Psychosocial impacts of child labor: An under-recognized problem
Monday, November 4, 2013
: 1:18 p.m. - 1:34 p.m.
Children around the world work in a wide range of industry sectors and under working conditions that are too often physically and psychologically hazardous. Some begin to work at a very young age, whether willingly, out of necessity or under conditions that resemble slavery, including circumstances of human trafficking. Minimum age restrictions for work and limitations on the hours of work and hazardous work activities youth may perform are the subject of child labor regulations and international conventions; however, these are not fully protective and typically do not address these impacts. In recent years, more attention has been paid to describing the health effects from hazards of work exposures or unsafe conditions. Limited attention has been focused on the psychosocial impacts of the working conditions many children and youth experience. Research in this area is virtually non-existent in the United States, but has been the subject of studies elsewhere in the world. This presentation will examine psychological functioning and social/intellectual development issues for children and the health risks of work which must be measured and addressed both by researchers and policy makers. An overview of the types of working conditions that may pose the greatest psychosocial hazards to children and youth will be discussed. Underutilized tools and guidelines for assessing these impacts which have been employed outside of the US will be summarized and suggestions for research priorities will be provided.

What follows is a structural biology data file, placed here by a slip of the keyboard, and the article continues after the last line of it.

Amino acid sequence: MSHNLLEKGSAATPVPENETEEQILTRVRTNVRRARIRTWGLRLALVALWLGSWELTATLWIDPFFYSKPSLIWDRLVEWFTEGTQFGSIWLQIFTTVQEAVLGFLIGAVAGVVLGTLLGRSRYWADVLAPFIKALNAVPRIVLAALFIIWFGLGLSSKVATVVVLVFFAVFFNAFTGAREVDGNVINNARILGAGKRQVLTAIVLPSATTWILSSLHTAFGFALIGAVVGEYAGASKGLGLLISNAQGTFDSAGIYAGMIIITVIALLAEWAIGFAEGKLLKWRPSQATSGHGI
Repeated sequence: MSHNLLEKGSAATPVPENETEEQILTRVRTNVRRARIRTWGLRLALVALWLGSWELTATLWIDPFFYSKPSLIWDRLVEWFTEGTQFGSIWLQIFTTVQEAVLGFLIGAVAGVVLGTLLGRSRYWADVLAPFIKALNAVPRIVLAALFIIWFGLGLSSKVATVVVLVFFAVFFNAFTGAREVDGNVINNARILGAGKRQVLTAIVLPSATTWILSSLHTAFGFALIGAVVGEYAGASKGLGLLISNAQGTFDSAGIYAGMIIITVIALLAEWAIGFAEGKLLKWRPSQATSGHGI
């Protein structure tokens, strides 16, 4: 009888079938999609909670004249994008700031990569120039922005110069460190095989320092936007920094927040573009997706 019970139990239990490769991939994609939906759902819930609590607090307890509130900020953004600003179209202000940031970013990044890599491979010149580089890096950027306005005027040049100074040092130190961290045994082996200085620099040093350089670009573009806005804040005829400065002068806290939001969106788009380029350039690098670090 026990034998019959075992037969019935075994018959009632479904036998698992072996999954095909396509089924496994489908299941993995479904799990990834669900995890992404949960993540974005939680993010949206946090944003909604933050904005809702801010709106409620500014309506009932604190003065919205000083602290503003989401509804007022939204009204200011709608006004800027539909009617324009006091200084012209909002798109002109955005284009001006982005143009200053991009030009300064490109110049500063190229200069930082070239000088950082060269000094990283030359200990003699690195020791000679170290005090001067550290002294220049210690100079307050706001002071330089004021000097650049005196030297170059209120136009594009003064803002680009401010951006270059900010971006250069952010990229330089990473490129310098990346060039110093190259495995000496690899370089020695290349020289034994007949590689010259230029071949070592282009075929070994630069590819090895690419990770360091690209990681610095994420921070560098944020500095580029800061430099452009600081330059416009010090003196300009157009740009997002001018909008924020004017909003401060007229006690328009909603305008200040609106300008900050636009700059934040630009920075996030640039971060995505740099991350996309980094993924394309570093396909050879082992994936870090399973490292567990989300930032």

Conduct evaluation related to programs, research, and other areas of practice
Planning of health education strategies, interventions, and programs
Public health or related laws, regulations, standards, or guidelines
Identify the psychosocial impacts of work on employed children and youth.
Describe specific conditions that contribute to these impacts.
Discuss the need for further research and policy discussions to address intervention and prevention strategies.
Keyword(s): Youth at Work, Adolescent Health
Presenting author's disclosure statement:
Qualified on the content I am responsible for because: I am qualified to be an abstract author on the content because this is my professional field of work and expertise. I am involved in a variety of aspects of young worker health and safty including research, policy, program planning and publications.
Any relevant financial relationships? No
I agree to comply with the American Public Health Association Conflict of Interest and Commercial Support Guidelines,
and to disclose to the participants any off-label or experimental uses of a commercial product or service discussed
in my presentation.